Listening session will seek input on the places, events and special circumstances that should be considered in determining whether concealed handguns may be prohibited.
John Peace Library, Faculty Center Assembly Room (JPL 4.04.22), Main Campus

Oct. 5, 9 a.m. - 3 p.m.

Civic Engagement Summit

This summit is an opportunity to showcase and share the variety of community engagement activities of UTSA students, faculty, and staff. The summit is currently accepting proposals for poster presentations. The Call for Posters deadline is Friday, Sept. 11.
University Center Denman Room (2.01.28), Main Campus

Oct. 5, 6 p.m.

Film Screening: The Head of Joaquin Murrieta by John Valadez

The Mexican American Studies Program will host a screening of this irreverent, entertaining and often disturbing tale that uses both fiction and documentary story telling devices to tear open a painful and long ignored history: the lynching of Mexican Americans in the southwest.
Buena Vista Building Aula Canaria (BV 1.328), Downtown Campus

Oct. 6, 3 p.m.

State of the University

Join President Ricardo Romo as he gives his address to the UTSA community.
H-E-B University Center Ballroom (UC 1.104), Main Campus

Oct. 8, 10 a.m.

Graduate Fair

Graduate School representatives from across the country will provide information on options after earning a bachelor's degree. Students, alumni and community members are welcome.
University Center Retama Galleria, Main Campus

Oct. 9, 8 a.m.

College of Sciences Research Conference

The day-long research conference will include a keynote address, faculty and student oral presentations, poster sessions, and an awards ceremony. Lunch will be provided for those who register. Abstract submission deadline is September 20, 2015. Event registration deadline is October 4, 2015.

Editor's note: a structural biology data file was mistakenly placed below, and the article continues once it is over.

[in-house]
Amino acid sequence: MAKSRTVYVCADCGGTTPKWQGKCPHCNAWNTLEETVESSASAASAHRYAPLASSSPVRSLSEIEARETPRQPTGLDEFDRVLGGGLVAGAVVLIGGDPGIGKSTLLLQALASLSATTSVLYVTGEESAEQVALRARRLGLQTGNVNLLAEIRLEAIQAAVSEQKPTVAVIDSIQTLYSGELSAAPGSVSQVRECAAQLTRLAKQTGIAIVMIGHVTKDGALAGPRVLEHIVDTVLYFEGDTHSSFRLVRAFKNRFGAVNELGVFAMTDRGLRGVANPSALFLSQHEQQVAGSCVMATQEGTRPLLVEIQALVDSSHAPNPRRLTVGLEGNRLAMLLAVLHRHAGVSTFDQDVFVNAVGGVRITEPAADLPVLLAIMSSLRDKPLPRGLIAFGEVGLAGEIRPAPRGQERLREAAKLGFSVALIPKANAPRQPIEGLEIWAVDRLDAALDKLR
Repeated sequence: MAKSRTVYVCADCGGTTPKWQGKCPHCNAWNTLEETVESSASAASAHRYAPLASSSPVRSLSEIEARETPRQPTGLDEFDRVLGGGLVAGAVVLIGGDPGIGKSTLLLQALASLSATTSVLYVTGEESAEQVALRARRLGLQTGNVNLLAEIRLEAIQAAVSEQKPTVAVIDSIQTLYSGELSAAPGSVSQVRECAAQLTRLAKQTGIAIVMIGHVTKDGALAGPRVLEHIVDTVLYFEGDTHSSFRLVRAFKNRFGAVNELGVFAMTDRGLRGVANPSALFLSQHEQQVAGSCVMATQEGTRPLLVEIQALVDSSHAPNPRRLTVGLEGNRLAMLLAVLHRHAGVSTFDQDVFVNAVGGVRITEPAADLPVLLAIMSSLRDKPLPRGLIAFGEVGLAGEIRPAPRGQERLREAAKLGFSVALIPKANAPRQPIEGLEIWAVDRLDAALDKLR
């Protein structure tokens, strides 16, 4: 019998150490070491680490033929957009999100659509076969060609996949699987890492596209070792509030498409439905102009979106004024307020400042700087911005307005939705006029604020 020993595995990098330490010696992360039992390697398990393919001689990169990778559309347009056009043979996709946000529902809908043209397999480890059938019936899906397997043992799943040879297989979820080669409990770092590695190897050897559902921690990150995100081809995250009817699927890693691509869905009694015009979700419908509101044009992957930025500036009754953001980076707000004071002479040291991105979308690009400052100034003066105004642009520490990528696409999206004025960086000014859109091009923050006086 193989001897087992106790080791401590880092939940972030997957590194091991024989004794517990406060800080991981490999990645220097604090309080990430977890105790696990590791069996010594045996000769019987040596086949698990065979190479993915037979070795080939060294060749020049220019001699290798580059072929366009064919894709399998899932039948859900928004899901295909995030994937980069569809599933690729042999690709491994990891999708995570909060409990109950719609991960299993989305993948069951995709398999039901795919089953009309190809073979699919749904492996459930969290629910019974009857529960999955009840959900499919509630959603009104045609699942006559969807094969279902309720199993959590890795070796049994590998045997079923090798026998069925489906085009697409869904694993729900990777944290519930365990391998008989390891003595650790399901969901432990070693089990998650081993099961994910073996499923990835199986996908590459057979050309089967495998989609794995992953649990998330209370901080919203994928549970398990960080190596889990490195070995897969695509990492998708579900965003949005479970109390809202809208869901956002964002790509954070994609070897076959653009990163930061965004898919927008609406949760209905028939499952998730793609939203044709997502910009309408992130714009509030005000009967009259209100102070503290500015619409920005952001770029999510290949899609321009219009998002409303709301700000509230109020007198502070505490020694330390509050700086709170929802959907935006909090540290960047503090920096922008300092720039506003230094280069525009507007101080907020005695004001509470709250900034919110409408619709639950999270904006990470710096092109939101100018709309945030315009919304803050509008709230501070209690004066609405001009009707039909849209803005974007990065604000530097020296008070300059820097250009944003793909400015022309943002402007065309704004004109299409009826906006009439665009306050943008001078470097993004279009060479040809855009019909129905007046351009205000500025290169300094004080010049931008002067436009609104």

H-E-B University Center, Main Campus

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Did You Know?

UTSA writes the book on all-digital libraries

As touch screens and e-books demand more and more attention from both casual readers and scholars, many people say the handwriting is on the wall for the printed page.

At UTSA, the handwriting is on the wall for a library that doesn't have any printed books.

Since March 2010, the bookless library in the Applied Engineering and Technology Building has given UTSA students an innovative way to read, research and work with each other to solve problems.

With ultra-modern furniture and a décor featuring desktop computers, scanners and LCD screens, the AET Library is designed to engage students in an online format. But it also offers group study niches and study rooms with whiteboards and glass walls on which students can write. The space encourages teamwork, communications and problem solving for the next generation of scientists and professional engineers.

Did you know? The UTSA AET Library is the nation's first completely bookless library on a college or university campus. It served as a model for Bexar County's first-in-the-nation public bookless library system and one of its branches, the Dr. Ricardo Romo BiblioTech.